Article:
Experimental setup for MADMAX with five precisely positioned sapphire disks
Experimental setup for MADMAX with five precisely positioned sapphire disks (photo: A. Hambarzumjan/MPP)

The underlying principle has already been tested in initial experimental setups. While lacking a magnet, these setups had up to five sapphire disks (20 centimeters in diameter).  With this kind of setup, it was possible to create an interference effect with the necessary precision and size. A dummy signal in the order of 10-23 watt was detected in a week-long measurement.

These results have been so promising that an interest group has formed to realise a dielectric haloscope in a full scale experiment. Groups from the following research institutions are currently participating in the project:


  • CEA-IRFU, Saclay, France
  • DESY Hamburg
  • MPI for Physics, Munich
  • MPI for Radio Astronomy, Bonn
  • RWTH Aachen
  • University of Hamburg
  • University of Tübingen
  • University of Zaragoza, Spain

The MPI is taking on the development of the radiometer in the 10 to 50 gigahertz frequency range, as well as the construction and characterisation of the disk system.

Further information on the "MADMAX" group

News releases


The nature of dark matter is probably one of the most pressing questions in modern physics. Although the existence of dark matter, due to many astrophysical and cosmological observations of its gravitational influence, is difficult to refute, an experimental detection in the laboratory is still...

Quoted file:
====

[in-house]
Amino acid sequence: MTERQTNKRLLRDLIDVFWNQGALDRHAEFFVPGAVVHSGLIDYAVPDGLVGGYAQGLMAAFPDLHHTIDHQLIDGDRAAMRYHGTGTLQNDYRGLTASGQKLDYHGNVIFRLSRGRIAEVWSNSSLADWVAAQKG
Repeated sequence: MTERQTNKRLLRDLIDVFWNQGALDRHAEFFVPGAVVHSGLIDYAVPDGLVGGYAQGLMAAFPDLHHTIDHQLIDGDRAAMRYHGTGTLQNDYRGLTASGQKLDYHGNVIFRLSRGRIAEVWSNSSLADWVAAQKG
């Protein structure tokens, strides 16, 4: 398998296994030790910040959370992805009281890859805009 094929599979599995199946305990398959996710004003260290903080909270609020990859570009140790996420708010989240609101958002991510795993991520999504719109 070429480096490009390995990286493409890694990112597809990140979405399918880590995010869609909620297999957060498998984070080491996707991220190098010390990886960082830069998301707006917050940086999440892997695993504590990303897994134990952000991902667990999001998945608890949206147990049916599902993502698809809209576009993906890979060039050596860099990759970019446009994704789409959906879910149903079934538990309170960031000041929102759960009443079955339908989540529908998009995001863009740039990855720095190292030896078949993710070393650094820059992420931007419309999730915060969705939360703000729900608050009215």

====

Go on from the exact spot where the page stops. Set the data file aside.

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The universe needs new particles: Many phenomena cannot be satisfactorily explained on the basis of the elementary particles known today. One such new particle is the axion. The CAST experiment at CERN has been searching for axions from the Sun since 2003. Now it is being retired. Although CAST has...

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The Max Planck Institute for Physics (MPP) is opening up a new research field. A workshop from November 21 - 22, 2016 has marked the start of activities for an innovative axion experiment. Axions are still only purely hypothetical particles. Their detection could solve two fundamental problems in...

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Group members

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Caldwell, Allen, Prof. Dr.

Director 529

Dvali, Georgi, Prof. Dr.

Director 306

Egge, Jacob

Student 371

Gooch, Christopher

Engineering 242

Hambarzumjan, Armen

Engineering 285/235

Majorovits, Béla, PD Dr.

Scientist 262

Millar, Alexander

PhD Student 466

Partsch, Alexander

Student 371

Raffelt, Georg, Dr.

Scientist 234

Reimann, Olaf, Dr.

Engineering 313

Simon, Frank, Dr.

Scientist 535

Steffen, Frank D., Dr.

Scientist 335

External members

Javier Redondo, University of Zaragoza 

Key publications

Dielectric Haloscopes: A New Way to Detect Axion Dark Matter
The MADMAX Working Group: Allen Caldwell, Gia Dvali, Bela Majorovits, Alexander Millar, Georg Raffelt, Javier Redondo, Olaf Reimann, Frank Simon, Frank Steffen
Phys. Rev. Lett. 118, 091801 (2017)

Dielectric Haloscopes to Search for Axion Dark Matter: Theoretical Foundations
Alexander J. Millar, Georg G. Raffelt, Javier Redondo, Frank D. Steffen
JCAP, 061 (2017)

MADMAX: A new Dark Matter Axion Search using a Dielectric Haloscope
Béla Majorovits, Javier Redondo for the MADMAX Working Group (A. Caldwell, G. Dvali, C. Gooch,  Contributed to the 12th Patras Workshop on Axions, WIMPs and WISPs, Jeju Island, South Korea, June 20 to 26, 2016

From Resonant to Broadband Searches for WISPy Cold Dark MatterJoerg Jaeckel, Javier RedondoPhys. Rev. D 88, 115002 (2013)  arXiv:1308.1103